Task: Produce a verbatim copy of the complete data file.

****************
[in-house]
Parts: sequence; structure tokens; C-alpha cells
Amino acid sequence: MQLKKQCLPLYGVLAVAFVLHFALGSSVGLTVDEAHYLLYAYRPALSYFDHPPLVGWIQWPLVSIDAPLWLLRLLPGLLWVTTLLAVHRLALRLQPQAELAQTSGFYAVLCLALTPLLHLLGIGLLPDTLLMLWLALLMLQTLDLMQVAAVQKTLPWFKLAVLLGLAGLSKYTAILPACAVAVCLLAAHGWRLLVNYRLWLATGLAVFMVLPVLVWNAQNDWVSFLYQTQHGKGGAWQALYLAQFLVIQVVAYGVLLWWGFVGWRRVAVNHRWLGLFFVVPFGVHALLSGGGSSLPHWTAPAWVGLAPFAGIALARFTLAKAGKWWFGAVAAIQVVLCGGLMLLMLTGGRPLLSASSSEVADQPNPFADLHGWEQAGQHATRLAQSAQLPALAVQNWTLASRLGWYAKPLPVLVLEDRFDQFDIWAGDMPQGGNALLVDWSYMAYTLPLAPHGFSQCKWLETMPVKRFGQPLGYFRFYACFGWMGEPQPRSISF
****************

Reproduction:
[in-house]
Parts: sequence; structure tokens; C-alpha cells
Amino acid sequence: MQLKKQCLPLYGVLAVAFVLHFALGSSVGLTVDEAHYLLYAYRPALSYFDHPPLVGWIQWPLVSIDAPLWLLRLLPGLLWVTTLLAVHRLALRLQPQAELAQTSGFYAVLCLALTPLLHLLGIGLLPDTLLMLWLALLMLQTLDLMQVAAVQKTLPWFKLAVLLGLAGLSKYTAILPACAVAVCLLAAHGWRLLVNYRLWLATGLAVFMVLPVLVWNAQNDWVSFLYQTQHGKGGAWQALYLAQFLVIQVVAYGVLLWWGFVGWRRVAVNHRWLGLFFVVPFGVHALLSGGGSSLPHWTAPAWVGLAPFAGIALARFTLAKAGKWWFGAVAAIQVVLCGGLMLLMLTGGRPLLSASSSEVADQPNPFADLHGWEQAGQHATRLAQSAQLPALAVQNWTLASRLGWYAKPLPVLVLEDRFDQFDIWAGDMPQGGNALLVDWSYMAYTLPLAPHGFSQCKWLETMPVKRFGQPLGYFRFYACFGWMGEPQPRSISF